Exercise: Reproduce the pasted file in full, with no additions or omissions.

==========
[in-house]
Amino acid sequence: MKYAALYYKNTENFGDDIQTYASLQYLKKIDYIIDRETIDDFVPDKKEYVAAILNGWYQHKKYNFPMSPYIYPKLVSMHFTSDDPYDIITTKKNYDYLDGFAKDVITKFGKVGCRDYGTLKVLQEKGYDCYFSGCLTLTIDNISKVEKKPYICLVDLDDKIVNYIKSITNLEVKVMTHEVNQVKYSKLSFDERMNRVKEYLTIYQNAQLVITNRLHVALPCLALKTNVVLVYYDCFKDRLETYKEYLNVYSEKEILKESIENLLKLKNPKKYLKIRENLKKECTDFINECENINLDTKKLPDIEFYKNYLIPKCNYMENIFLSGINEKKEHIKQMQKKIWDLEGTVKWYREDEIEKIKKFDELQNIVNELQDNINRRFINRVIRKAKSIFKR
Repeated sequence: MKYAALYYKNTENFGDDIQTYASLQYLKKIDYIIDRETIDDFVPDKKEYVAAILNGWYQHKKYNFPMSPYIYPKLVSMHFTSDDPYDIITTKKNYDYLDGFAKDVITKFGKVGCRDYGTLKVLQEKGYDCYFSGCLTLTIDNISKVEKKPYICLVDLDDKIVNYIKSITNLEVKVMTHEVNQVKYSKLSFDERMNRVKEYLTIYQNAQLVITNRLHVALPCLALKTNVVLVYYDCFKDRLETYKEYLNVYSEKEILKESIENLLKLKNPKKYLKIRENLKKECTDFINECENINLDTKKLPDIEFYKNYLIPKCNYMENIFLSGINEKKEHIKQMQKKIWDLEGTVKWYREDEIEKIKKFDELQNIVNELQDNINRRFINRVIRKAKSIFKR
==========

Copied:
[in-house]
Amino acid sequence: MKYAALYYKNTENFGDDIQTYASLQYLKKIDYIIDRETIDDFVPDKKEYVAAILNGWYQHKKYNFPMSPYIYPKLVSMHFTSDDPYDIITTKKNYDYLDGFAKDVITKFGKVGCRDYGTLKVLQEKGYDCYFSGCLTLTIDNISKVEKKPYICLVDLDDKIVNYIKSITNLEVKVMTHEVNQVKYSKLSFDERMNRVKEYLTIYQNAQLVITNRLHVALPCLALKTNVVLVYYDCFKDRLETYKEYLNVYSEKEILKESIENLLKLKNPKKYLKIRENLKKECTDFINECENINLDTKKLPDIEFYKNYLIPKCNYMENIFLSGINEKKEHIKQMQKKIWDLEGTVKWYREDEIEKIKKFDELQNIVNELQDNINRRFINRVIRKAKSIFKR
Repeated sequence: MKYAALYYKNTENFGDDIQTYASLQYLKKIDYIIDRETIDDFVPDKKEYVAAILNGWYQHKKYNFPMSPYIYPKLVSMHFTSDDPYDIITTKKNYDYLDGFAKDVITKFGKVGCRDYGTLKVLQEKGYDCYFSGCLTLTIDNISKVEKKPYICLVDLDDKIVNYIKSITNLEVKVMTHEVNQVKYSKLSFDERMNRVKEYLTIYQNAQLVITNRLHVALPCLALKTNVVLVYYDCFKDRLETYKEYLNVYSEKEILKESIENLLKLKNPKKYLKIRENLKKECTDFINECENINLDTKKLPDIEFYKNYLIPKCNYMENIFLSGINEKKEHIKQMQKKIWDLEGTVKWYREDEIEKIKKFDELQNIVNELQDNINRRFINRVIRKAKSIFKR